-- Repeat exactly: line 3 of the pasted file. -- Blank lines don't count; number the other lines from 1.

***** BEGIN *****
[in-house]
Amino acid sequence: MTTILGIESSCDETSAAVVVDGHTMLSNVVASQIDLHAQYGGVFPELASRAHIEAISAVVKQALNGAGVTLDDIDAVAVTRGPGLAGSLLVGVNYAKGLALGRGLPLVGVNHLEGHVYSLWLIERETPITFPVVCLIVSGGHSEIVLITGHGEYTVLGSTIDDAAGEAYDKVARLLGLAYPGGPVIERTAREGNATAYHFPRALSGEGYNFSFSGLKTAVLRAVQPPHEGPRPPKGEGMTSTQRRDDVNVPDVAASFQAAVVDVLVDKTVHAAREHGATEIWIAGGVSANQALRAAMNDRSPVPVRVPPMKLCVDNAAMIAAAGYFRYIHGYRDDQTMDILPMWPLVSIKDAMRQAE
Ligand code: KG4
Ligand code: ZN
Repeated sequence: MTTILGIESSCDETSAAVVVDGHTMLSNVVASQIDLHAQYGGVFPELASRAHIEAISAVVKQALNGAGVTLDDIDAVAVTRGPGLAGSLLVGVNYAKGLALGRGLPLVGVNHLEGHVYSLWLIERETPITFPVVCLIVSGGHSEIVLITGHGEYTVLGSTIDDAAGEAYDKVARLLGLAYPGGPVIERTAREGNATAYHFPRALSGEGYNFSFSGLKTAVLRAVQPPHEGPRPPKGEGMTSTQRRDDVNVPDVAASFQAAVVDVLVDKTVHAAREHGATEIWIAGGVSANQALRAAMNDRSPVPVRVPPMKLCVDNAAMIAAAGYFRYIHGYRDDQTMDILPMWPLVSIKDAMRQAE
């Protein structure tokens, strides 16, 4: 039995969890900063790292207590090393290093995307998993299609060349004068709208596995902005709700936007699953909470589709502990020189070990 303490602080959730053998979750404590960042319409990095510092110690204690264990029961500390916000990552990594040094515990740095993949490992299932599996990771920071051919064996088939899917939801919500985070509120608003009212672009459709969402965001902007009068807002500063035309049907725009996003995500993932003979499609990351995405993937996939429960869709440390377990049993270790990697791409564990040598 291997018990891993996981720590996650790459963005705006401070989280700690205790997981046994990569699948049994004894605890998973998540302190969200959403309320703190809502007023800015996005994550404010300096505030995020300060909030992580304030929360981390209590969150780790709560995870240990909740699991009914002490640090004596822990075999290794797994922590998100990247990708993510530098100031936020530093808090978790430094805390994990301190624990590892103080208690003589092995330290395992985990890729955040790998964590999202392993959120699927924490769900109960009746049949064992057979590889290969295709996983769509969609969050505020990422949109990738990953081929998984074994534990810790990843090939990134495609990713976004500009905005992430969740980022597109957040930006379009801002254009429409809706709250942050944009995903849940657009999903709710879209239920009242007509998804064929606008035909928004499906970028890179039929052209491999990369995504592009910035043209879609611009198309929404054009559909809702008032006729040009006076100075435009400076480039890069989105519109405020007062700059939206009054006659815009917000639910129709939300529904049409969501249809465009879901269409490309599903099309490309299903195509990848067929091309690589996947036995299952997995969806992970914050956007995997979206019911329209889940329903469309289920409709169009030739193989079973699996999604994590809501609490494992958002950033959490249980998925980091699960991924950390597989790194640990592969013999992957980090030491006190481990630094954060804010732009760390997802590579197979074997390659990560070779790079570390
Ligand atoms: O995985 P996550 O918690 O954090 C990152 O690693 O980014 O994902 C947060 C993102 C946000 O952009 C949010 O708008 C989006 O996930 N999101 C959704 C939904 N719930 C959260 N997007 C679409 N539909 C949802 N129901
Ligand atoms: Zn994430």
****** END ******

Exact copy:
Ligand code: KG4